Looking forward, the federal government has just announced a $26 million Gas Acceleration Program to fast track new supply to the East Coast, granting up to $6 million to new projects that can demonstrate good prospects for supplying gas to the market within three years.
It remains to be seen whether that will be enough to encourage producers facing various moratoriums in Victoria and New South Wales, and dealing with inadequate and congested transport infrastructure between Queensland and its southern neighbours.
However those issues could come to a head when the Commonwealth Heads of Government Energy Council has an important policy meeting in April.
Infrastructure development – any progress in the coming year?
On the infrastructure front there’s tantalising news that Western Australia Premier Mark McGowan is publicly backing the Browse Pipeline, linking Woodside’s LNG project northwest of Broome to the North West Shelf on the mainland.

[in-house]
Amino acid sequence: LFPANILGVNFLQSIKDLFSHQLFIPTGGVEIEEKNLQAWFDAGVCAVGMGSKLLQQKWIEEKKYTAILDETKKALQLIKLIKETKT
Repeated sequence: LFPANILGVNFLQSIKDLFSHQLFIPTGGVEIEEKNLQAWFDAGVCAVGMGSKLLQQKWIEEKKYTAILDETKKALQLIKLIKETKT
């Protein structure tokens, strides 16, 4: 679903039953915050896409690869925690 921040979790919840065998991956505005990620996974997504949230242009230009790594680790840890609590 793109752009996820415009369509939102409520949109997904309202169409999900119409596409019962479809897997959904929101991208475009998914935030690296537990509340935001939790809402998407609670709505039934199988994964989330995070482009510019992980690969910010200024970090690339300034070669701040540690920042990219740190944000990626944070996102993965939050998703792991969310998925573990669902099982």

McGowan revealed this week his government will expedite the development of the subsea pipeline, which will bring domestic gas to his state.
To the east, the first gas is due to flow through Jemena’s $700 million Northern Gas Pipeline (NGP) between the Northern Territory and Queensland by the end of the year, linking the NT and East Coast gas markets for the first time.
In Victoria, AGL is still awaiting state government approval of its plan to build a gas import jetty and pipeline at Crib Point in Western Port Bay, while Adelaide-based Cooper Energy continues to develop its $355 million offshore Sole Project.